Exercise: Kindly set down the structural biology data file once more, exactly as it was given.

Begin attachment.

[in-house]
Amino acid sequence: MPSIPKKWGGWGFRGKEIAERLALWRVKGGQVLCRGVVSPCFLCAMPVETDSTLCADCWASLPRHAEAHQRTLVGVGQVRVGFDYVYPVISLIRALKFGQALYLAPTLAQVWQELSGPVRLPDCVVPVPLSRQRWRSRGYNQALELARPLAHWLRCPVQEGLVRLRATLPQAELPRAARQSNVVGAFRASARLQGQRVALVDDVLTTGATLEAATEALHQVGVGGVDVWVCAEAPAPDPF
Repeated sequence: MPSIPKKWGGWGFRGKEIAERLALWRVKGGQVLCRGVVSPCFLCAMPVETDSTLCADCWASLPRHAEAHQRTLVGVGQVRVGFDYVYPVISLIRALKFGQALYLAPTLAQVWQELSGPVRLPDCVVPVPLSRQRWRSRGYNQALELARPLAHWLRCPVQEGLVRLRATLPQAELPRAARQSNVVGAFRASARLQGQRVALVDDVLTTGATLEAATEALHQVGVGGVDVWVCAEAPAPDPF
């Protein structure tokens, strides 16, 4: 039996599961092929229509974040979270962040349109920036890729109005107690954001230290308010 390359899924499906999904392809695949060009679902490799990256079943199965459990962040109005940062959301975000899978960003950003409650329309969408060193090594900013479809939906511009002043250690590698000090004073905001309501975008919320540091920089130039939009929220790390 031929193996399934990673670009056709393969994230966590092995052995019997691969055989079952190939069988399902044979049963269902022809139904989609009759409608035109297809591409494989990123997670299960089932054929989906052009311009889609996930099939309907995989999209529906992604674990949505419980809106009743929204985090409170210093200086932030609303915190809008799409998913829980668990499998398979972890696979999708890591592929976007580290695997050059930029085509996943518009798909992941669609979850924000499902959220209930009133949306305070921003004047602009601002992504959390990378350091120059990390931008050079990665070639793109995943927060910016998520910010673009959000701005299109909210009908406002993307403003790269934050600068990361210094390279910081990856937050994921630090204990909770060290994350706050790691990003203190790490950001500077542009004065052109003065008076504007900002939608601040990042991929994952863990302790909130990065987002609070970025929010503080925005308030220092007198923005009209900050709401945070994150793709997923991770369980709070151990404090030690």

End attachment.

[in-house]
Amino acid sequence: MPSIPKKWGGWGFRGKEIAERLALWRVKGGQVLCRGVVSPCFLCAMPVETDSTLCADCWASLPRHAEAHQRTLVGVGQVRVGFDYVYPVISLIRALKFGQALYLAPTLAQVWQELSGPVRLPDCVVPVPLSRQRWRSRGYNQALELARPLAHWLRCPVQEGLVRLRATLPQAELPRAARQSNVVGAFRASARLQGQRVALVDDVLTTGATLEAATEALHQVGVGGVDVWVCAEAPAPDPF
Repeated sequence: MPSIPKKWGGWGFRGKEIAERLALWRVKGGQVLCRGVVSPCFLCAMPVETDSTLCADCWASLPRHAEAHQRTLVGVGQVRVGFDYVYPVISLIRALKFGQALYLAPTLAQVWQELSGPVRLPDCVVPVPLSRQRWRSRGYNQALELARPLAHWLRCPVQEGLVRLRATLPQAELPRAARQSNVVGAFRASARLQGQRVALVDDVLTTGATLEAATEALHQVGVGGVDVWVCAEAPAPDPF
């Protein structure tokens, strides 16, 4: 039996599961092929229509974040979270962040349109920036890729109005107690954001230290308010 390359899924499906999904392809695949060009679902490799990256079943199965459990962040109005940062959301975000899978960003950003409650329309969408060193090594900013479809939906511009002043250690590698000090004073905001309501975008919320540091920089130039939009929220790390 031929193996399934990673670009056709393969994230966590092995052995019997691969055989079952190939069988399902044979049963269902022809139904989609009759409608035109297809591409494989990123997670299960089932054929989906052009311009889609996930099939309907995989999209529906992604674990949505419980809106009743929204985090409170210093200086932030609303915190809008799409998913829980668990499998398979972890696979999708890591592929976007580290695997050059930029085509996943518009798909992941669609979850924000499902959220209930009133949306305070921003004047602009601002992504959390990378350091120059990390931008050079990665070639793109995943927060910016998520910010673009959000701005299109909210009908406002993307403003790269934050600068990361210094390279910081990856937050994921630090204990909770060290994350706050790691990003203190790490950001500077542009004065052109003065008076504007900002939608601040990042991929994952863990302790909130990065987002609070970025929010503080925005308030220092007198923005009209900050709401945070994150793709997923991770369980709070151990404090030690």